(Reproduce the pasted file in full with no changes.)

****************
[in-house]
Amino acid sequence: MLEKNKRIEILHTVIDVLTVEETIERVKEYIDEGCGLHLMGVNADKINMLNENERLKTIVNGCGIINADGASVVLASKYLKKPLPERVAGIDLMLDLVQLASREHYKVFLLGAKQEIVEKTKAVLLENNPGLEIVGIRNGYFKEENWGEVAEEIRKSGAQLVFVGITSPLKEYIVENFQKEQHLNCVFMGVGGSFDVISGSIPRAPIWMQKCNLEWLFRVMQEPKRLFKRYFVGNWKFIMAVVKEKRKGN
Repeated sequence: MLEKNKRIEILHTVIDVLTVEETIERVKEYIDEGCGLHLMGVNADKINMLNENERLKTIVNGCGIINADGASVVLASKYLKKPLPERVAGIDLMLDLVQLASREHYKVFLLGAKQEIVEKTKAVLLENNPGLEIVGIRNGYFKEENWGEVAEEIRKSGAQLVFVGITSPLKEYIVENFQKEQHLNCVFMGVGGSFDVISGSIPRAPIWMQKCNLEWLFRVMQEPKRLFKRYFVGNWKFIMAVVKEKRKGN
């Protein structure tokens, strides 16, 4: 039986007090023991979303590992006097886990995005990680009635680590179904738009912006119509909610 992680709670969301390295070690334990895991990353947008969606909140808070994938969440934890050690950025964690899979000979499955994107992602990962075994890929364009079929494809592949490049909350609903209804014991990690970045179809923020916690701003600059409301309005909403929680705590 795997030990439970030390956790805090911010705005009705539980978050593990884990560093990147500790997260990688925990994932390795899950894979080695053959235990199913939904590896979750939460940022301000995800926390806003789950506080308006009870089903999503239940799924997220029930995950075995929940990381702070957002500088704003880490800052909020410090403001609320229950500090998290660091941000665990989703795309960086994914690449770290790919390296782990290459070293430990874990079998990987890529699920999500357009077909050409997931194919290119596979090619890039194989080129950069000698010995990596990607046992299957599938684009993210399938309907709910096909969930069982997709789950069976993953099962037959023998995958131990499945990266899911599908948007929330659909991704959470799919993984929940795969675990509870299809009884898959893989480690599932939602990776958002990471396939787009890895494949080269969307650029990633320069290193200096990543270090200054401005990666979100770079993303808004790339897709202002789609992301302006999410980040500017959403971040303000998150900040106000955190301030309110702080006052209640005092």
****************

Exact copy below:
[in-house]
Amino acid sequence: MLEKNKRIEILHTVIDVLTVEETIERVKEYIDEGCGLHLMGVNADKINMLNENERLKTIVNGCGIINADGASVVLASKYLKKPLPERVAGIDLMLDLVQLASREHYKVFLLGAKQEIVEKTKAVLLENNPGLEIVGIRNGYFKEENWGEVAEEIRKSGAQLVFVGITSPLKEYIVENFQKEQHLNCVFMGVGGSFDVISGSIPRAPIWMQKCNLEWLFRVMQEPKRLFKRYFVGNWKFIMAVVKEKRKGN
Repeated sequence: MLEKNKRIEILHTVIDVLTVEETIERVKEYIDEGCGLHLMGVNADKINMLNENERLKTIVNGCGIINADGASVVLASKYLKKPLPERVAGIDLMLDLVQLASREHYKVFLLGAKQEIVEKTKAVLLENNPGLEIVGIRNGYFKEENWGEVAEEIRKSGAQLVFVGITSPLKEYIVENFQKEQHLNCVFMGVGGSFDVISGSIPRAPIWMQKCNLEWLFRVMQEPKRLFKRYFVGNWKFIMAVVKEKRKGN
């Protein structure tokens, strides 16, 4: 039986007090023991979303590992006097886990995005990680009635680590179904738009912006119509909610 992680709670969301390295070690334990895991990353947008969606909140808070994938969440934890050690950025964690899979000979499955994107992602990962075994890929364009079929494809592949490049909350609903209804014991990690970045179809923020916690701003600059409301309005909403929680705590 795997030990439970030390956790805090911010705005009705539980978050593990884990560093990147500790997260990688925990994932390795899950894979080695053959235990199913939904590896979750939460940022301000995800926390806003789950506080308006009870089903999503239940799924997220029930995950075995929940990381702070957002500088704003880490800052909020410090403001609320229950500090998290660091941000665990989703795309960086994914690449770290790919390296782990290459070293430990874990079998990987890529699920999500357009077909050409997931194919290119596979090619890039194989080129950069000698010995990596990607046992299957599938684009993210399938309907709910096909969930069982997709789950069976993953099962037959023998995958131990499945990266899911599908948007929330659909991704959470799919993984929940795969675990509870299809009884898959893989480690599932939602990776958002990471396939787009890895494949080269969307650029990633320069290193200096990543270090200054401005990666979100770079993303808004790339897709202002789609992301302006999410980040500017959403971040303000998150900040106000955190301030309110702080006052209640005092």